Musk Claps Back

The activists managed to gain the attention of the Troll King himself on Tuesday. In a quote tweet of a CNN article covering the letter, Musk—who legal experts claim may have allegedly made off with $156 million for violating securities laws earlier this year—tried to question the legitimacy of the organizations involved.


“Who funds these organizations that want to control your access to information? Let’s investigate …” Musk wrote. “Sunlight is the best disinfectant.”


When Gizmodo asked Gill from Accountable Tech to comment on the Musk’s mid-day tweet, she said it showed Musk didn’t appear willing to agree to the safeguards they and the other organizations had outlined.

“He can’t agree that those safeguards will be kept in place,” Gill said. “He’d rather attack a small advocacy nonprofit that’s just asking questions. I think that shows your everything you need to know about Elon and his ego that’s driving his purchase here.


Twitter, meanwhile, didn’t immediately respond to Gizmodo’s request for comment but did try to reassure presumably spooked advertisers in an investor filing earlier this week.

“We have no planned changes to our commitment to brand safety and will continue to lead in products that protect, policies that lead, and partnerships that matter,” the company said. On the questions of how its new owner takeover could transform Twitter business operations though, the company said it “cannot speculate on changes Elon Musk may make post closing.”


Recent reporting from The Financial Times suggests officials at Twitter are busy putting out fires and have their hands full trying to convince advertisers not to leave the platform. To put it plainly, Coca-Cola’s not exactly jazzed at the idea of having their news CokeZero ad appears alongside neo-Nazi posts calling for genocide.

Gill pointed to a handful of more “family friendly” brands with large twitter ad presences that may be amongst the most likely to balk at any madness, like Kraft, Nestle, and Coca-Cola.


“I don’t think companies like that are willing to risk the blowback they might get.”

An exodus of advertisers away from Twitter’s platform, however unlikely, could prove disastrous for the company’s bottom line. Like most other “free” internet services, Twitter’s highly dependent on advertising to pay the bills and keep the cesspools flowing. To put in perspective how dependent Twitter is on ads, last year, advertising services accounted for a whopping 88% of Twitter’s $5.08 billion in revenue. Twitter’s advertising revenue is on the rise as well. In the final quarter of 2021, the company reported a 22% year over year increase in advertising revenue. Ads are Twitter’s oil.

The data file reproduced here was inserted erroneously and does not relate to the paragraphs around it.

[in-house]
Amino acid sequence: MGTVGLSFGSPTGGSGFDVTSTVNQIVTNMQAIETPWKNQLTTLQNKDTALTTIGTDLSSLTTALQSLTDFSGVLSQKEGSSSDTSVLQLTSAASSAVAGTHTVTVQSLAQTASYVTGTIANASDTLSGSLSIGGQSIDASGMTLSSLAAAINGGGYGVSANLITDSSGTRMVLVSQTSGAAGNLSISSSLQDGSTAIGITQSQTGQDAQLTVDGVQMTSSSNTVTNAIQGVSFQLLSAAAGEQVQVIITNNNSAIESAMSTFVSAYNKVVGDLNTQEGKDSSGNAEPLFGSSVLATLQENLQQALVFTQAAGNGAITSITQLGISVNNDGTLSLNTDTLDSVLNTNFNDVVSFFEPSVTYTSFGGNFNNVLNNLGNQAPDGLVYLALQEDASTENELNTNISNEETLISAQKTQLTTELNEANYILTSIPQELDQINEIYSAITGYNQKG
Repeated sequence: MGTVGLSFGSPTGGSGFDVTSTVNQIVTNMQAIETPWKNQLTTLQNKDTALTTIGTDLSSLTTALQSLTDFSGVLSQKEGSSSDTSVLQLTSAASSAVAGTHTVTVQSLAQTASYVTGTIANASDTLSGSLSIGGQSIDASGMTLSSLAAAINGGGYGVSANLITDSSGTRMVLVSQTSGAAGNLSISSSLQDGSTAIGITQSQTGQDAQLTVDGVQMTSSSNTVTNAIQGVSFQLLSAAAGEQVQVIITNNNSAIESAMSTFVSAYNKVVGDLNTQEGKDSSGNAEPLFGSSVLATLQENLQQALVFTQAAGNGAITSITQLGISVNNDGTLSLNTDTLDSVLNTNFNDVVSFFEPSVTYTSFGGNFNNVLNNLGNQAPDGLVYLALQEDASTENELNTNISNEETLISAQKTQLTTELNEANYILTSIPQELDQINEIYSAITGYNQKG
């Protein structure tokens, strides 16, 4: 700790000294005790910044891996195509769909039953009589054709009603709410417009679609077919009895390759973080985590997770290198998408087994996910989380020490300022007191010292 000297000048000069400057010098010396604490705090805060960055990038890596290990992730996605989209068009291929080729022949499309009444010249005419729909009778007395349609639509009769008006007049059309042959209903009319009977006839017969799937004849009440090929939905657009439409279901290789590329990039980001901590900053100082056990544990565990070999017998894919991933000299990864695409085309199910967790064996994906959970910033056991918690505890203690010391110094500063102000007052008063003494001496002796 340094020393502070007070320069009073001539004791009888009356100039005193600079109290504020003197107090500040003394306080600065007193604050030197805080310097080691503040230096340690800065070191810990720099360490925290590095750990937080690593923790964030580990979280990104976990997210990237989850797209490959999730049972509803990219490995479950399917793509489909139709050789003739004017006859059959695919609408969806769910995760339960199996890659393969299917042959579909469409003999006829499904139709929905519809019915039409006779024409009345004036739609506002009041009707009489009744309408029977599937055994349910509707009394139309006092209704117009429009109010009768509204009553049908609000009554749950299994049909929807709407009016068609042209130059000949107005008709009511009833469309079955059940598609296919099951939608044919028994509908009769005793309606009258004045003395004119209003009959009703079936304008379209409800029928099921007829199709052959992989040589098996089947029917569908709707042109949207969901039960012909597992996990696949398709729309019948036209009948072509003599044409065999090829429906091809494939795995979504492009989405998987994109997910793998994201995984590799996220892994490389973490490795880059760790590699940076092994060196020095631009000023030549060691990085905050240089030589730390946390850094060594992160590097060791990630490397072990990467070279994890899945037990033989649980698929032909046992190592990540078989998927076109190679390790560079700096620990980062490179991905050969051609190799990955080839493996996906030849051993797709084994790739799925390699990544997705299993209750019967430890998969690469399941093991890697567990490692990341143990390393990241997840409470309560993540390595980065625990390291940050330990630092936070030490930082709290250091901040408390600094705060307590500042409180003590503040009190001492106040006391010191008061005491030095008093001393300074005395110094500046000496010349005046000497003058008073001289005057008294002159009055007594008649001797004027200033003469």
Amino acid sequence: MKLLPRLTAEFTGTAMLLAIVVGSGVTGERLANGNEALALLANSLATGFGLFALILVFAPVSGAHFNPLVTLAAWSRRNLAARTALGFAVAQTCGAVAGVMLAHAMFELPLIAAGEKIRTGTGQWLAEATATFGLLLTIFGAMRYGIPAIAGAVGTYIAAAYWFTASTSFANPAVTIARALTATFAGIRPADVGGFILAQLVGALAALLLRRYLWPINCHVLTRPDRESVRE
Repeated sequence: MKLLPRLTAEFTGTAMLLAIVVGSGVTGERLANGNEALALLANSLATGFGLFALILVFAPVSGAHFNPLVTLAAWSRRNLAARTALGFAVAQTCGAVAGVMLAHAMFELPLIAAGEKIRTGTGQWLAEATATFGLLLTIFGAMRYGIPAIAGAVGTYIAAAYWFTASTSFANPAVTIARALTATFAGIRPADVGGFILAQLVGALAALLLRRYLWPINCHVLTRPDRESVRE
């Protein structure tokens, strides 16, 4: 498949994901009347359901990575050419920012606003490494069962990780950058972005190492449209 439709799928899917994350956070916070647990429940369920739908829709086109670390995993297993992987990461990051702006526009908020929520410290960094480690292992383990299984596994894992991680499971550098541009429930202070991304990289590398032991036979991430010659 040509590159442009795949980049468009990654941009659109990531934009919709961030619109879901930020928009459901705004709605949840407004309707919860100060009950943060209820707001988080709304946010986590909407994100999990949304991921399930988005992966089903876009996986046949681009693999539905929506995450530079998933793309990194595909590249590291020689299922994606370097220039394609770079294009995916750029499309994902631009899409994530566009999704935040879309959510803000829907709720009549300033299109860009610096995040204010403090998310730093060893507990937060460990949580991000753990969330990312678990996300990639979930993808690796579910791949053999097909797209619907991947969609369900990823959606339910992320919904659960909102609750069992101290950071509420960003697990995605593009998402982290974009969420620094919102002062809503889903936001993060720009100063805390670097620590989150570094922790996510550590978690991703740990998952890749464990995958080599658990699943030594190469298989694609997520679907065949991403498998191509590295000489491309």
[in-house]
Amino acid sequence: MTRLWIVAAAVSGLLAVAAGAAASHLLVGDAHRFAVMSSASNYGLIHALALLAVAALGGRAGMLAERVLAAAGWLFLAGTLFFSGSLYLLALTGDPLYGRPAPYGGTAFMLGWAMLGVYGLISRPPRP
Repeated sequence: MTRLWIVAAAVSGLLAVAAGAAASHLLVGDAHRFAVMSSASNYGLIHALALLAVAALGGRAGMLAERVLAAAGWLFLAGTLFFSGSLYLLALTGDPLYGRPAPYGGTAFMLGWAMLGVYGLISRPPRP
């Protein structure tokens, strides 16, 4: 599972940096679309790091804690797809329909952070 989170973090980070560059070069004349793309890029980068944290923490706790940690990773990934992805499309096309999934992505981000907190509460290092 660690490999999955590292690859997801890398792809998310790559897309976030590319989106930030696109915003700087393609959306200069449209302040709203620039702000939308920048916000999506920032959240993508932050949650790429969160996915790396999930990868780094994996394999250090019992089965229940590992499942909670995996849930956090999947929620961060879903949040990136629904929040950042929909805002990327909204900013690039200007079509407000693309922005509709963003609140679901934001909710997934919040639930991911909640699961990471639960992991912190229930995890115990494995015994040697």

That continued advertiser revenue may run up against Musk’s vision for the company’s future. Since he first started hoarding large swaths of Twitter’s shares last month, Musk has repeatedly given interviews and published tweets many have interpreted as efforts to court favor with right-wing users who’ve come to disdain the platform. According to a recent Morning Consult poll, over half (51%) of Republican voters said they didn’t feel like they could properly express themselves online. Just 19% of Democrats agreed with that sentiment.

Content moderation-free sites like the one the letter’s author’s imagine may emerge under Musk’s reign already exist and they’re called Gab, Parler, and 8Chan. None of those companies, it’s worth noting, are anywhere near Twitter’s apparent $44 billion dollar valuation. Unless Musk has some plan to radically alter Twitter’s business model overnight he may really have no choice but to color within the likes of advertiser palatability.


“We have just a handful of tech billionaires CEOs that have this much unchecked power over the global discourse and that really is what’s the matter here,” Gill said. “That amount of unchecked power over our global discourse is really an existential threat to Democracy.”

Update 10:05 a.m. ET: Added statement from individual with knowledge of the Twitter’s situation.